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Alfalfa

Scientific names: Medicago sativa

Efficacy-safety rating:

ÒÒ...Ethno or other evidence of efficacy.

Safety rating:

...Little exposure or very minor concerns.

What is Alfalfa?

Common cultivars include Weevelchek, Saranac, Team, Arc, Classic, and Buffalo.

This legume grows throughout the world under widely varying conditions. A perennial herb, it has trifoliate dentate leaves with an underground stem that is often woody. Alfalfa grows to approximately 0.9 m, and its blue-violet flowers bloom from July to September.

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What is it used for?

Traditional/Ethnobotanical uses

Alfalfa has played an important role as a livestock forage. Its use probably originated in Southeast Asia. The Arabs fed alfalfa to their horses, claiming it made the animals swift and strong, and named the legume “Al-fal-fa” meaning “father of all foods.” The medicinal uses of alfalfa stem from anecdotal reports that the leaves cause diuresis and are useful in the treatment of kidney, bladder, and prostate disorders. Leaf preparations have been touted for their anti-arthritic and antidiabetic activity, for treatment of dyspepsia, and as an anti-asthmatic. Alfalfa extracts are used in baked goods, beverages, and prepared foods, and the plant serves as a commercial source of chlorophyll and carotene.

Cholesterol reduction

Alfalfa plant saponins and fiber bind significant quantities of cholesterol in laboratory tests; sprout saponins interact to a lesser degree. Results from one small human study showed that the plant might reduce cholesterol levels.

Other uses

There is no evidence supporting the use of various parts of the alfalfa plant for diuretic, anti-inflammatory, antidiabetic, or anti-ulcer purposes.

What is the recommended dosage?

Alfalfa seeds are used commonly as a supplement to lower cholesterol at doses of 0.75 to 3g/day. However, clinical trials have not been performed to validate this dosage.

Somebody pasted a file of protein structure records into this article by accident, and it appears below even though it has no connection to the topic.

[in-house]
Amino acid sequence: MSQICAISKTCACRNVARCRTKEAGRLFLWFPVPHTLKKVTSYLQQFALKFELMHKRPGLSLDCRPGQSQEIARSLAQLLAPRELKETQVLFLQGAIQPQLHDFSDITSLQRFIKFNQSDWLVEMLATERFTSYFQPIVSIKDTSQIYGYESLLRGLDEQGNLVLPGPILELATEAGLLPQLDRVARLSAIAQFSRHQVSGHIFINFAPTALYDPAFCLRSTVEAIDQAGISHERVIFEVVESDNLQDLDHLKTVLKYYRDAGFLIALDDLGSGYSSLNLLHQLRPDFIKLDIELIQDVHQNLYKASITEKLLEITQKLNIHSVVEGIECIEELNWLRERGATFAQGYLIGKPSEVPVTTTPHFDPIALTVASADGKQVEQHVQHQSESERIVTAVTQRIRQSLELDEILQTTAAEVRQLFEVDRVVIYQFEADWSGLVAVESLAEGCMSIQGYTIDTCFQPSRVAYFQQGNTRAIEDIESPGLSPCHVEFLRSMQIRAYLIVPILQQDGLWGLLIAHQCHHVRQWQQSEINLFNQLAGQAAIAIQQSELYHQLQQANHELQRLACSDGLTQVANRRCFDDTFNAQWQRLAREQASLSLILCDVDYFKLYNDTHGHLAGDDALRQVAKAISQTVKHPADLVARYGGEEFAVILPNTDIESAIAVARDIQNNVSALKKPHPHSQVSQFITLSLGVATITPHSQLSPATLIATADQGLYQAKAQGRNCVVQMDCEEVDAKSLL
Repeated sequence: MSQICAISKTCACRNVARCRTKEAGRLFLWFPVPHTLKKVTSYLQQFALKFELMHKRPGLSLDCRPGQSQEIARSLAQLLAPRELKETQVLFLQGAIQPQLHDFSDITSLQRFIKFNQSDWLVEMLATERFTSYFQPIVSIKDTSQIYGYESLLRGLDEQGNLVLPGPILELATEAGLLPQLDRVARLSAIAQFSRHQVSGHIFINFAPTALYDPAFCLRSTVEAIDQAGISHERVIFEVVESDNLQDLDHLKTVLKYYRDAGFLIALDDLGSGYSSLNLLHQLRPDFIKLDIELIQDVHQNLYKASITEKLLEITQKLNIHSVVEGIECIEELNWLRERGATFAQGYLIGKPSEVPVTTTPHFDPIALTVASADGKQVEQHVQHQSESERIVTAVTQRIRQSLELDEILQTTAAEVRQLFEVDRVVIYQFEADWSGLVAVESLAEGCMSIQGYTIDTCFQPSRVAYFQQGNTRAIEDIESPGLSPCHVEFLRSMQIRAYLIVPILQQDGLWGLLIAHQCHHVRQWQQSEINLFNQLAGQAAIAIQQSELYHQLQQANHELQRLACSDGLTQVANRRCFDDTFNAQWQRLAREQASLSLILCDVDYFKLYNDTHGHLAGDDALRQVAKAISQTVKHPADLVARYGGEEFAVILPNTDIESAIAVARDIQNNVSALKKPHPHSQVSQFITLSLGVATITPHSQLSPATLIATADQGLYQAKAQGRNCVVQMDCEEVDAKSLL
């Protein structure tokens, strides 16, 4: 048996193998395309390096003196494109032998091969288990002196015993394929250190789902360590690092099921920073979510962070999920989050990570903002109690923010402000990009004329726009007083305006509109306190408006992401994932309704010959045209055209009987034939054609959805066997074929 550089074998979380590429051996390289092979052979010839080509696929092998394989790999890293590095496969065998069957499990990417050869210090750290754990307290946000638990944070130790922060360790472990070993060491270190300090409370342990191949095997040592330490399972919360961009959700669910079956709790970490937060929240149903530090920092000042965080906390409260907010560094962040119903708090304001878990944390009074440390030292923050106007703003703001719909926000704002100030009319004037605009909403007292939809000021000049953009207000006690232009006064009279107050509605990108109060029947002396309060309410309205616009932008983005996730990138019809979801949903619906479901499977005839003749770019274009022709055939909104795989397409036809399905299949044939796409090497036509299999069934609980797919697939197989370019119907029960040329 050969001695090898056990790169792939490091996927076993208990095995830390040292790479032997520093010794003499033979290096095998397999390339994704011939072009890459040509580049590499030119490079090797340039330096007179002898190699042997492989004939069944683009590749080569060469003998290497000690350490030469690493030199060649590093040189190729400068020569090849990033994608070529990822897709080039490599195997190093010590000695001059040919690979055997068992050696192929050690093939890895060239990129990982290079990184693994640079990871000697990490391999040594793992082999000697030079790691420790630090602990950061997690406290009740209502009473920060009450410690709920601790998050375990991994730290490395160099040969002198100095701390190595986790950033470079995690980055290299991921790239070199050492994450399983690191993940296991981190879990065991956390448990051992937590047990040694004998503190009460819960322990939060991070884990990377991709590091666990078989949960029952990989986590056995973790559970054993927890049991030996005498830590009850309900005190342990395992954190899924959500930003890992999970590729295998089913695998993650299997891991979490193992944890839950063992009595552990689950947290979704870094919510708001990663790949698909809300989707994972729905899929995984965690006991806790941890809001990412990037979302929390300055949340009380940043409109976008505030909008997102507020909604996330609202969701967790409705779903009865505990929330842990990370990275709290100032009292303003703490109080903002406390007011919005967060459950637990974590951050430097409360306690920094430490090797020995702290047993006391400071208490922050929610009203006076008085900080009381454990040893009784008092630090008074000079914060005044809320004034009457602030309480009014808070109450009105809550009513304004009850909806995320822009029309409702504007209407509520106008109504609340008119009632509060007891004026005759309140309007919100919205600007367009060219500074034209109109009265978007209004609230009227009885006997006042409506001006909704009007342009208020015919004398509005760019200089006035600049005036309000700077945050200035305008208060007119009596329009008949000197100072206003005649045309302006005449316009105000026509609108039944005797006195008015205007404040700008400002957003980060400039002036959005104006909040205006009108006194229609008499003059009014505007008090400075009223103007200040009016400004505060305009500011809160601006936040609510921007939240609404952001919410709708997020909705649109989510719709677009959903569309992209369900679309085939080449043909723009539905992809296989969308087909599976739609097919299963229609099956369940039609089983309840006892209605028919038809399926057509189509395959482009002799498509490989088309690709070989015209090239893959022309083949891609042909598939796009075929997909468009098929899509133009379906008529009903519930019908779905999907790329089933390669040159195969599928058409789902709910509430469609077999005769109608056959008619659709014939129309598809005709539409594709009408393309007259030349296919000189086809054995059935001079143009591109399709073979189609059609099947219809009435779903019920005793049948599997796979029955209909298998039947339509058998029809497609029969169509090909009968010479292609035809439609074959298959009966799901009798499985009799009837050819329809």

How safe is it?

Contraindications

The FDA issued an advisory indicating that children, the elderly, and people with compromised immune systems should avoid eating alfalfa sprouts because of frequent bacterial contamination.

Pregnancy/nursing

Documented adverse effects. May cause uterine stimulation. Avoid use.

Interactions

The vitamin K found in alfalfa can affect the anticoagulant effect of warfarin, resulting in decreased anticoagulant activity and lowered prothrombin time. Based on the potential immunostimulating effect of alfalfa, it has been theorized that alfalfa may interfere with the immunosuppressive action of corticosteroids (eg, prednisone) or cyclosporine.

Side Effects

Alfalfa ingestion, especially of the seeds, has been associated with various deleterious effects. Alfalfa seeds and fresh sprouts can be contaminated with bacteria such as S. enterica and E. coli. The FDA issued an advisory indicating that children, the elderly, and people with compromised immune systems should avoid eating alfalfa sprouts. In general, ingestion of dried alfalfa preparations does not cause serious side effects in healthy adults.

Toxicities

Alfalfa tablets have been associated with the reactivation of systemic lupus erythematosus in at least 2 patients. Changes in intestinal cellular structure were noted in rats fed alfalfa.

References

  1. Alfalfa. Review of Natural Products. factsandcomparisons4.0 [online]. 2005. Available from Wolters Kluwer Health, Inc. Accessed April 16, 2007.

Copyright © 2009 Wolters Kluwer Health

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